Troubleshooting behind the counter is perfect training for a product guy, overworked and unsung. If it sounds less plush than the chief executive’s chair, that’s because it is. These days, tech founders, like Hollywood directors, are commonly hailed as visionaries — delivering, like Moses and his tablets, sweeping blueprints for the way forward. Goldman worked under three Twitter leaders, but fashioned a consistent role for himself. At strategy sessions, he said, the C.E.O. would articulate a broad but pithy vision, and sit down to applause. “I’m the guy who stands up next, and says what does that mean in terms of what we’re building over the next six months,” he said. That’s the gritty work of fielding questions, farming out assignments and reconciling disagreements. “Your presentation doesn’t sound as good. Your presentation doesn’t have grand, inspiring goals,” Goldman went on. “You’re the guy who stands up and says, next week we’re going to fix a bunch of bugs. You’re the person that’s managing the fallout from the grand vision.”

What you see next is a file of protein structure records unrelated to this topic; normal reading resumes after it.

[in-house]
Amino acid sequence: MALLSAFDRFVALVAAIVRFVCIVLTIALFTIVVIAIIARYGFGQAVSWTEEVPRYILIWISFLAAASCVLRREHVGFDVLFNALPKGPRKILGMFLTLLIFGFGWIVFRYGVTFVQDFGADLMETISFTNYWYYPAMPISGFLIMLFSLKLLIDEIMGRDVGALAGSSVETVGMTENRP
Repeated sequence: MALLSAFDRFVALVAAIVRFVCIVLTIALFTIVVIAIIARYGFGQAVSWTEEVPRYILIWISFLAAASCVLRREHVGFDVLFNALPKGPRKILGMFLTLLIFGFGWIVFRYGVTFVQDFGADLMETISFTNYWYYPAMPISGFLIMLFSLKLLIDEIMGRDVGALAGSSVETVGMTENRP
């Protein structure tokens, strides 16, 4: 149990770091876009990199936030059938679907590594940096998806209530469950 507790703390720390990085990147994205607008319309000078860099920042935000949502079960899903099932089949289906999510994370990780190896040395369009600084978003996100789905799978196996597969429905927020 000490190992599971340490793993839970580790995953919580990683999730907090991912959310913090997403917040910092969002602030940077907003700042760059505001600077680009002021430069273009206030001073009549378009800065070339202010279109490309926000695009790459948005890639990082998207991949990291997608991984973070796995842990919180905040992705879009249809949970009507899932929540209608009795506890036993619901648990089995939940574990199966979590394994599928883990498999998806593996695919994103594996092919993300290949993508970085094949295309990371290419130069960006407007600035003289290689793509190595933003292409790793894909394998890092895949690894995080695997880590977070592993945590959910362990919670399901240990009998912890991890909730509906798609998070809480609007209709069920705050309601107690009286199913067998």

Didn’t know about Goldman, glad I do now. 

The Silent Partner